monitored live on the Net.”
107 While I think Stelarc was trying to make a point here, this was the problem with many of the interactive
installations and performances of the 1990s. They just didn't feel interactive.
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Soft-sensual telematic installations that reflect a synaesthesia of hand and eye.
These include Paul Sermon's Telematic Dreaming (1992) and Techla Schiphorst's Bodymaps. Artifacts of
Mortality (1996).
Telematic Dreaming played with the ambiguous connotations of a bed as telepresence projection
surface to evoke an uncanny feeling of intimacy that can be experienced when people communicate
remotely. Visitors could lie on beds in two separate rooms connected by an ISDN video-
teleconferencing system. Combining video images of the beds in the two rooms created a mirroring
effect reflecting one person within another person's reflection so that people could 'touch' each
other's image. It created an uncanny synaesthesia of hand and eye.
Bodymaps. Artifacts of Mortality consisted of a platform covered in white velvet onto which video of
Thecla's own body was projected. By stroking and caressing the velvet, it would shudder, roll,
fragment, be consumed by flames, drown, die and re-awaken, accompanied by sounds of water, fire
and wind. Drawing on the archetypal elements of nature, it create an immersive and almost sacral
experience that was far from removed from the typically more concept-based, gaming-like
installations of the time, and was one of the few works that was described by the artist in terms of
synaesthesia.
Installation as instrument. Sound objects becoming visual and tactile objects.
The last example, Simulationsraum-Mosaik mobiler Datenklänge (SMDK, 1993) by the cross-disciplinary
group Knowbotic Research (made up of media artists, computer musicians and computer scientists)
is more abstract. Here the public are not required to view another body, or body-representation.
The results of the actions of the public inside the installation can be seen and heard by those outside.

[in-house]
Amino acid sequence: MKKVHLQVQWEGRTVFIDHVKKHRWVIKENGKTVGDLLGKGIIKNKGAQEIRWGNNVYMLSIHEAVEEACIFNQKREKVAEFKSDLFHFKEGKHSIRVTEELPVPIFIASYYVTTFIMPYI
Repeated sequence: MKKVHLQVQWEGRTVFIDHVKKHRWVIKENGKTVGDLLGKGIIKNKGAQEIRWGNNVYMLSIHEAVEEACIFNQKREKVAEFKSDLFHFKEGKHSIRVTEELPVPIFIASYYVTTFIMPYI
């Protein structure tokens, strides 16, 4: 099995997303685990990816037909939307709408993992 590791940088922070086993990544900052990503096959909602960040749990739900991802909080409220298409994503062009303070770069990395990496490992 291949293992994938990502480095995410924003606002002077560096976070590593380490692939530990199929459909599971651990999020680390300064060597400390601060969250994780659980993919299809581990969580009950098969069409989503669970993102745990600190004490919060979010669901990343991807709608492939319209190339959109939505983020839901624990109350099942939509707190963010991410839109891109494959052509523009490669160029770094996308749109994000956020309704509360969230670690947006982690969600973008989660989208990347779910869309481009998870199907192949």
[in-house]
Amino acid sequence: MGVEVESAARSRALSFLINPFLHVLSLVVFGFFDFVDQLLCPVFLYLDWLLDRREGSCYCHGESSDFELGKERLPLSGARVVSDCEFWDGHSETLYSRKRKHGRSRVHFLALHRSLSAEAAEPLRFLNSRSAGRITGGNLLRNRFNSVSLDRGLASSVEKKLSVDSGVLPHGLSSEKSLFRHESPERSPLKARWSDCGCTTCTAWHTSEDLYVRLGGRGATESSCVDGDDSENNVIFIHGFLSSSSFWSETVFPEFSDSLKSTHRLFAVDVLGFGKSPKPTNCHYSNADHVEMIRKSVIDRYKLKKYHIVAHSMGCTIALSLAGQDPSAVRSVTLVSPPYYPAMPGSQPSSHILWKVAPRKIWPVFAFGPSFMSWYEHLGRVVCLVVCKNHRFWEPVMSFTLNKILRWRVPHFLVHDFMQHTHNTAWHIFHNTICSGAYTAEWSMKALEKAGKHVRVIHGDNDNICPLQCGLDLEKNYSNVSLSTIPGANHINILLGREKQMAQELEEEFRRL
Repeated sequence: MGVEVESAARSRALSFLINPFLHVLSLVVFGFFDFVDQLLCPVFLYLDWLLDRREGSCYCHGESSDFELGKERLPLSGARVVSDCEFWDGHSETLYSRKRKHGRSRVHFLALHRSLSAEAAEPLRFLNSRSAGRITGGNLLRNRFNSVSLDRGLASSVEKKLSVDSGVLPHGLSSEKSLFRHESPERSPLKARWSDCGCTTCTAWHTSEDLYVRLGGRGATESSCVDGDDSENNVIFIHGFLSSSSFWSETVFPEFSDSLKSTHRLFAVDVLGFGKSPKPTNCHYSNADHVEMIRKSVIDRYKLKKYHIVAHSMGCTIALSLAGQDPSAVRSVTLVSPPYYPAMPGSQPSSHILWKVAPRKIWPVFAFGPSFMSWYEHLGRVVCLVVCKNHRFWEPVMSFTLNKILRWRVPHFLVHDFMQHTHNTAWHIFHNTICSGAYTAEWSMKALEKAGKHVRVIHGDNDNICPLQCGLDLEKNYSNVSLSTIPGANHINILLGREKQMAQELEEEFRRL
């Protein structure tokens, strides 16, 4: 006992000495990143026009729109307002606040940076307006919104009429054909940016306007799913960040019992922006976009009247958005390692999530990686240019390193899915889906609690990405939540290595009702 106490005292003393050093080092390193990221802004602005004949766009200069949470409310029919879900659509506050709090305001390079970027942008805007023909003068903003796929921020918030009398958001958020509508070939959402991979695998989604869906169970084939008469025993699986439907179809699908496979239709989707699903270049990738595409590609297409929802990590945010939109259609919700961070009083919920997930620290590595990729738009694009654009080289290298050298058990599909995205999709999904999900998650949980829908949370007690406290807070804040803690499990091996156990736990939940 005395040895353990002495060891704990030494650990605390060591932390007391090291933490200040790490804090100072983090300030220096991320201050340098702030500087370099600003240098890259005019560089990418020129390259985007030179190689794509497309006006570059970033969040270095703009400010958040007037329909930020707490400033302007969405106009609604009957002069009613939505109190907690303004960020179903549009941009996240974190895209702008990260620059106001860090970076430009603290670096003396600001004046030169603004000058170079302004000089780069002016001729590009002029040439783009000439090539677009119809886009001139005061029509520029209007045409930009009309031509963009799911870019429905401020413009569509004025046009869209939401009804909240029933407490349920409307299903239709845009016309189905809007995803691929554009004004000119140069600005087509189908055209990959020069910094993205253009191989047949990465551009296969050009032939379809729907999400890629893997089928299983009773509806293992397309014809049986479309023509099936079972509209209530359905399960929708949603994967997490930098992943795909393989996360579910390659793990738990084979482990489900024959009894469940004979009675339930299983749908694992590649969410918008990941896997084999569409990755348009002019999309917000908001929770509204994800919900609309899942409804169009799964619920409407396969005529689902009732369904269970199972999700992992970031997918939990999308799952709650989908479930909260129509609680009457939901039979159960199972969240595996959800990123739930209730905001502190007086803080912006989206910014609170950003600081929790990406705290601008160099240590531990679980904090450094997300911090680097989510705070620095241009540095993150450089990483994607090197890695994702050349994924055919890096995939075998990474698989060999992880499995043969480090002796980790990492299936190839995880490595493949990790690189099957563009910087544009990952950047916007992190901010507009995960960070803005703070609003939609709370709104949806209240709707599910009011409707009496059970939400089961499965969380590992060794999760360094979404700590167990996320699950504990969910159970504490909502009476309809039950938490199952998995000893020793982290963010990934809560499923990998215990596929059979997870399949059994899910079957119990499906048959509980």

For this installation sounds deposited in a databank were analyzed by a computer, organised into
groups and given corresponding computer generated geometric shapes. On entering the dark space
visitors were given a hand sensor and an eye monitor. They could see and hear the sounds around
them, and reach out, touch and manipulate them in the computerized space they had become a part
of. Similar shaped sounds would seek each other out in a self-organising way. Visitors could divide
the audio-visual clusters up by their hand movements causing various effects. Fast movements
created louder volume, and keeping groups together produced more stability in the soundscape.
Rotating the hand sensor caused different spatial relationships. The 'active space', the space where
sounds could be manipulated, was about 25cm in radius from the position of the sensor, but
appeared much larger in its virtual rendition both on the eye monitor, and on a larger screen placed
at the entrance door for all to see.
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Arrivè 2000
In January 2000 Motherboard invited sixteen artists to take part in a two-week international cross-
disciplinary worklab and performance event called Hot Wired Live Art at BEK (Bergen Centre for
Electronic Art). The aim was to beta-test a new experimental software project, KeyStroke
108
, and to
devise networked strategies for live art through the process of collective experimentation and play.
According to the website at that time, KeyStroke is “an application through which image, sound,
text and animation can be created and manipulated live on the Internet. It is a multi-user tool and
can be used by professional artists as well as others interested. It is possible for instance to have a jam
session between a visual artist and a musician in the same place, or with a DJ and a VJ at different
locations. KeyStroke is inspired by the notion of synaesthesia; to hear images and see sound.”
109
To expand on this description with a hypothetic example, using a shared 'canvas' a person in place 1
(P1) could create a red circle. A person in place 2 (P2) could use their mouse to dynamically change
the size and hue of the circle. A third person in yet another physical location (P3) could swap P2's
mouse-control of the size of the circle with their own joystick-control, and use it to modify the hue